From the TUC

Abolition of EMAs – costly and unfair

18 Jan 2011, by in Society & Welfare

The debate on Educational Maintenance Allowances called for by the Parliamentary Labour Party seems to have focused politicians’ attention on the government’s harsh plans to get rid of EMAs. I’m particularly proud of the way unions, working with students, have led the way in campaigning against this policy and today we saw two pieces of union research that showed just how damaging this move will be. UNISON revealed that cancelling the contract with Capita to run the scheme will cost up to £40 million in penalty charges. At the same time, a poll commissioned by the University and College Union has shown that 70 per cent of students who get EMAs would drop out without this backing. The government claims to believe in social mobility, fairness and equal opportunities – all of these causes will be harmed by cancelling the EMAs.

The debate on Educational Maintenance Allowances called for by the Parliamentary Labour Party seems to have focused politicians’ attention on the g

The debate on Educational Maintenance Allowances called for by the Parliamentary Labour Party seems to have focused politicians’ attention on the government’s harsh plans to get rid of EMAs. I’m particularly proud of the way unions, working with students, have led the way in campaigning against this policy and today we saw two pieces of union research that showed just how damaging this move will be. UNISON revealed that cancelling the contract with Capita to run the scheme will cost up to £40 million in penalty charges. At the same time, a poll commissioned by the University and College Union has shown that 70 per cent of students who get EMAs would drop out without this backing. The government claims to believe in social mobility, fairness and equal opportunities – all of these causes will be harmed by cancelling the EMAs.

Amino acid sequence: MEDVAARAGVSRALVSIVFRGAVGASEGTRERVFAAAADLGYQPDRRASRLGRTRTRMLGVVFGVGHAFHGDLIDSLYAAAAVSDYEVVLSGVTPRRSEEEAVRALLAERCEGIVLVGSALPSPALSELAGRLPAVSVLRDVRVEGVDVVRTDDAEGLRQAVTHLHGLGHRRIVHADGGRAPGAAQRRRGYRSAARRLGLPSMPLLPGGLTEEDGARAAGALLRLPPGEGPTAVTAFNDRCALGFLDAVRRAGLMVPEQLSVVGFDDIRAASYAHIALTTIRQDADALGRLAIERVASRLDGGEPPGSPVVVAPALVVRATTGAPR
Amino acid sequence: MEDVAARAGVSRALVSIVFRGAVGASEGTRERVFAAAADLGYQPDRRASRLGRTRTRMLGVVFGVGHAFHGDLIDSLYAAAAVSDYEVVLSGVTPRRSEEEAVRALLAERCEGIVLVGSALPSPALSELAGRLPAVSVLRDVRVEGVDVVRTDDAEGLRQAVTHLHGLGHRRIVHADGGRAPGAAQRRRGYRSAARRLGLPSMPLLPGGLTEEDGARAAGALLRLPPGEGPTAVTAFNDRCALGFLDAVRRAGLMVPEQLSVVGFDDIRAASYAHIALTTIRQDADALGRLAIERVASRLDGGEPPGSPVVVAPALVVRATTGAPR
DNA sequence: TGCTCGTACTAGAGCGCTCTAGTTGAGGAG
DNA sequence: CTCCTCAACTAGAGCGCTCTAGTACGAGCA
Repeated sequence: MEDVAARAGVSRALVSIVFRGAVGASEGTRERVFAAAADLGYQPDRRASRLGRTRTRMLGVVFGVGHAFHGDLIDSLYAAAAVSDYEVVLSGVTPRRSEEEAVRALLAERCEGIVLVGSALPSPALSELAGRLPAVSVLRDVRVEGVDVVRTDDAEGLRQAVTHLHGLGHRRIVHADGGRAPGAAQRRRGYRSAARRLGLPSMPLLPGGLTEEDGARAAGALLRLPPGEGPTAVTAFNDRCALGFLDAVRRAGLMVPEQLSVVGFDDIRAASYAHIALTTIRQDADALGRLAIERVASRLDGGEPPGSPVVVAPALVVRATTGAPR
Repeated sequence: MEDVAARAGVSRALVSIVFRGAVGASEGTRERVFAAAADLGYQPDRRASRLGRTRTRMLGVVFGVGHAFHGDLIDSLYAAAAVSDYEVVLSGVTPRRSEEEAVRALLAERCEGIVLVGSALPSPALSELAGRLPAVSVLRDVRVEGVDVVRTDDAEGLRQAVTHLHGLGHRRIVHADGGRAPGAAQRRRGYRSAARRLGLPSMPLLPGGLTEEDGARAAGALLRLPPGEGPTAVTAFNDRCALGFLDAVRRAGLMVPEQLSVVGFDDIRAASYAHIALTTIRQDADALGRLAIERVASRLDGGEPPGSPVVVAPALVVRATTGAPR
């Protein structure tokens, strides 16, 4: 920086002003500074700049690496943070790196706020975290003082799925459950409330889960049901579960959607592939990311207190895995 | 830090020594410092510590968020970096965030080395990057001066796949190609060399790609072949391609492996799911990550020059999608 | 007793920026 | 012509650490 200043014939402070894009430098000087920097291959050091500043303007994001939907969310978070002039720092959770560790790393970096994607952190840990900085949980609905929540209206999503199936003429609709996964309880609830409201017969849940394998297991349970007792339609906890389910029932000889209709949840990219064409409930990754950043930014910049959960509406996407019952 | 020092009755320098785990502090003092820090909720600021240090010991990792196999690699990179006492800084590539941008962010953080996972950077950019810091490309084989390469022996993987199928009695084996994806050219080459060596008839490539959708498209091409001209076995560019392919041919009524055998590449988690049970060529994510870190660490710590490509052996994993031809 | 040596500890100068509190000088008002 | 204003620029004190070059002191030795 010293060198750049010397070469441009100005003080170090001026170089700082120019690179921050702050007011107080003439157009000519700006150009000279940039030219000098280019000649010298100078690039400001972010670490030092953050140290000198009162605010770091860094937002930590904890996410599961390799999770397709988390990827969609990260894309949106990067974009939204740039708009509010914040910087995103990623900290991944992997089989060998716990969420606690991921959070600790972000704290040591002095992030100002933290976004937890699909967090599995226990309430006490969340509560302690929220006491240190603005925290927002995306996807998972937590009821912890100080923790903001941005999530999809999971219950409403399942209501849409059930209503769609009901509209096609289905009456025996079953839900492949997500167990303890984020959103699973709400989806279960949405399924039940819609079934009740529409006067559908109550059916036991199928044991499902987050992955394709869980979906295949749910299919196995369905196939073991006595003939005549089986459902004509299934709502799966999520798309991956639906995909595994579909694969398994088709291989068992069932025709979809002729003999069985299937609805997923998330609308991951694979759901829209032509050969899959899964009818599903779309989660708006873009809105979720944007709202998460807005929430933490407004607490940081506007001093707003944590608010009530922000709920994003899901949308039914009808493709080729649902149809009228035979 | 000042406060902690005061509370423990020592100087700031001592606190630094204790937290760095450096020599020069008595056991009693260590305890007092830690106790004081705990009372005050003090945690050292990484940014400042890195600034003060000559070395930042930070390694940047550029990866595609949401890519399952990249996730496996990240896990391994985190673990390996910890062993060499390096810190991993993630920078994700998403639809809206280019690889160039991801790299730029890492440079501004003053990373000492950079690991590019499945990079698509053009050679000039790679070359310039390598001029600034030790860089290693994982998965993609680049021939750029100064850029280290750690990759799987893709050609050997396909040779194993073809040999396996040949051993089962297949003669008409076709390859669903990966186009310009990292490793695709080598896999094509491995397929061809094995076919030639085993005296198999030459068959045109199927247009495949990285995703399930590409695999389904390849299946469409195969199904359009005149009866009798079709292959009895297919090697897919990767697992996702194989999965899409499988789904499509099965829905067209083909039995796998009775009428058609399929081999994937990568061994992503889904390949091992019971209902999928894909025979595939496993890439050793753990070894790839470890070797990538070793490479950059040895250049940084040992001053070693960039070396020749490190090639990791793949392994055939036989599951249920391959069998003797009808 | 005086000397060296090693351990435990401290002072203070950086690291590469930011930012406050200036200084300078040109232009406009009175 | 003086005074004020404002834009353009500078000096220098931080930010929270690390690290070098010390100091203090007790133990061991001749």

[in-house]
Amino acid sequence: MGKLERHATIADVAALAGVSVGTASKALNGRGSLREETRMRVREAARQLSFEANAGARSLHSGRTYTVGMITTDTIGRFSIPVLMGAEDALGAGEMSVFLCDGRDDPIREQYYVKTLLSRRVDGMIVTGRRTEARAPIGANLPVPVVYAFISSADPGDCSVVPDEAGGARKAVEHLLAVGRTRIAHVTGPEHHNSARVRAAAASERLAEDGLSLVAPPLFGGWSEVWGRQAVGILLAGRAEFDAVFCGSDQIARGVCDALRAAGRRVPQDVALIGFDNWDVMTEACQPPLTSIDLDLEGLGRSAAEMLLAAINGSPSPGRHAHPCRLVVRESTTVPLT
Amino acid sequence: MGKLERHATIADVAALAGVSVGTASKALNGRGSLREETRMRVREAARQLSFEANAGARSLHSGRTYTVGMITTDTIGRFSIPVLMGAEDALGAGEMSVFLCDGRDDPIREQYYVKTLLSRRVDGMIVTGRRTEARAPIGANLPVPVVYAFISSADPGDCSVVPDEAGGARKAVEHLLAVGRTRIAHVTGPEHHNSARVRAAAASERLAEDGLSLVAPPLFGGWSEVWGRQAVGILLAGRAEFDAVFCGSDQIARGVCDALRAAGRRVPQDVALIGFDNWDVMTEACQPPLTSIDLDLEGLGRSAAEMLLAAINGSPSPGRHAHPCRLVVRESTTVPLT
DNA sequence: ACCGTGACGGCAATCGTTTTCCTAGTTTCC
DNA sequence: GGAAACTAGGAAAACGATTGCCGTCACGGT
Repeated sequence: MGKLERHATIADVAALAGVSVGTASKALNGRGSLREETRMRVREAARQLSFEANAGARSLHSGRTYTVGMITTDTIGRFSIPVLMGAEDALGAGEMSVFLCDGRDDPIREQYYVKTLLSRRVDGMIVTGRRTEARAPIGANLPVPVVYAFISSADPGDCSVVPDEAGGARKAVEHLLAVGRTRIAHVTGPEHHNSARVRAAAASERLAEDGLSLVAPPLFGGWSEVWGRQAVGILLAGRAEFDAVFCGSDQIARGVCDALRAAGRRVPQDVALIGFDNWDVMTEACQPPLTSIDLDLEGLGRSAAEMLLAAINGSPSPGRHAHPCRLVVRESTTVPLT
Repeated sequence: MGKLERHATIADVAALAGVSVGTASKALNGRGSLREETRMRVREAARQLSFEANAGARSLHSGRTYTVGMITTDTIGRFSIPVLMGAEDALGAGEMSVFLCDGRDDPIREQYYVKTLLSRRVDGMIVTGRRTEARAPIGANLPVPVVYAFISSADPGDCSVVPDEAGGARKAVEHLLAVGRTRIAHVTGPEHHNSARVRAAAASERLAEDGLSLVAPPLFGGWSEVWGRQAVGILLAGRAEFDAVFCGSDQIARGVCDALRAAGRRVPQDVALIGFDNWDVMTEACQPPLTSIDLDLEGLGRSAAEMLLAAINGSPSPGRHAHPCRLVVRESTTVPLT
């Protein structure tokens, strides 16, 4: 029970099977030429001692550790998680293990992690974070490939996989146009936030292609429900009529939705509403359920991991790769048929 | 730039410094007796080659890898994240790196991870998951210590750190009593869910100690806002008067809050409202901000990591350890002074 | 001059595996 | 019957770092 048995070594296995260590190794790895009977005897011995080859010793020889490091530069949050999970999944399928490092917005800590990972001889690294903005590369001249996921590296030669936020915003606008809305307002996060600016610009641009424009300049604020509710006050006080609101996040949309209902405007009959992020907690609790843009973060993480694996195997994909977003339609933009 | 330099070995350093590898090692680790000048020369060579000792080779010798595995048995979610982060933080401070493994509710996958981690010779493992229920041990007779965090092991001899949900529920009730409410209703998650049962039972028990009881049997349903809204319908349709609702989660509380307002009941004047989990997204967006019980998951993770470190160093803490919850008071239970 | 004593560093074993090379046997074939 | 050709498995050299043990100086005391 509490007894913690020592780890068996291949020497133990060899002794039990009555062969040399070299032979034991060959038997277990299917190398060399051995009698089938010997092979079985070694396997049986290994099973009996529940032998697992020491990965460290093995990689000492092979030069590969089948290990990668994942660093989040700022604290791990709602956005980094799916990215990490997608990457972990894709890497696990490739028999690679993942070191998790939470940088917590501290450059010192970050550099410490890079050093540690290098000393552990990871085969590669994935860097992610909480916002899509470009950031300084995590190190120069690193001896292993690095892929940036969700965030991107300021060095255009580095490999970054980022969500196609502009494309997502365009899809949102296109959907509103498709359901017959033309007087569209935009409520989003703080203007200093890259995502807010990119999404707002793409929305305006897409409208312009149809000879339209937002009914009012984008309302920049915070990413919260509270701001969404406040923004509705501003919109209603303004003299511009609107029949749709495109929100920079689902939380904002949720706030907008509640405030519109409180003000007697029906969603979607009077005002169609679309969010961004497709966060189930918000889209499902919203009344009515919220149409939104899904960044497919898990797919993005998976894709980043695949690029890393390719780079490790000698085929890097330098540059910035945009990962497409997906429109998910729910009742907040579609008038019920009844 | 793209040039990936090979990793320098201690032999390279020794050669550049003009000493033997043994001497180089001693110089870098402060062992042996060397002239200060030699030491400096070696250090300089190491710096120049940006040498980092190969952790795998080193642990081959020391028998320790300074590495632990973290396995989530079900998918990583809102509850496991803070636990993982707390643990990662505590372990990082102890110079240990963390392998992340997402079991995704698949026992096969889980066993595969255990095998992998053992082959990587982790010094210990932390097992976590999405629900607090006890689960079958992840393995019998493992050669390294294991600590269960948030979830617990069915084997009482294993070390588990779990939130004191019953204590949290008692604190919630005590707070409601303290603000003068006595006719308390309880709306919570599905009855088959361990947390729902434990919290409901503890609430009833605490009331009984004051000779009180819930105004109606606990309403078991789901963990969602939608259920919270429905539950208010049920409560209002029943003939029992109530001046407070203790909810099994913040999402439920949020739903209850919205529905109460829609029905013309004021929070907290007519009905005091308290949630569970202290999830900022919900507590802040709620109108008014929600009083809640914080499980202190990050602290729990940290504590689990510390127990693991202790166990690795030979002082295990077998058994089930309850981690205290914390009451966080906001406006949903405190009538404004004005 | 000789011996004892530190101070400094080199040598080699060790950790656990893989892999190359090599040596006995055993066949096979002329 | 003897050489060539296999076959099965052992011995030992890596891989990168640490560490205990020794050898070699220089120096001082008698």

overnment’s harsh plans to get rid of EMAs. I’m particularly proud of the way unions, working with students, have led the way in campaigning against this policy and today we saw two pieces of union research that showed just how damaging this move will be. UNISON revealed that cancelling the contract with Capita to run the scheme will cost up to £40 million in penalty charges. At the same time, a poll commissioned by the University and College Union has shown that 70 per cent of students who get EMAs would drop out without this backing. The government claims to believe in social mobility, fairness and equal opportunities – all of these causes will be harmed by cancelling the EMAs.

2 Responses to Abolition of EMAs – costly and unfair

  1. Jenny Saxelby
    Jan 18th 2011, 9:23 pm

    BALDERDASH. Young people should value the education they are offered, which is free until age 18. Children in developing countries would give their right arms for such a priviledge. They appreciate that education is the way out of the poverty trap and those with ambition and drive will do their utmost to attend school, apply themselves and achieve. Our children already have a head start. They should study and work hard for their own self respect and for the benefits which come with being employable. Knowledge is power. Bribery is corruption.

  2. R. Migres
    Jan 19th 2011, 12:44 am

    POPPY umm petals.
    If education in the developing world as has been described operated with the same reverance attributed to the UK’s then there would over time be an identical environment in which to argue the case to support student’s future economic success. How hard was it for you to scorn annonymous learners commitment to their study? I imagine as ever it is the cost inflicted by an outsourcing, consultancy organisation rather than direct payments that are the issue here.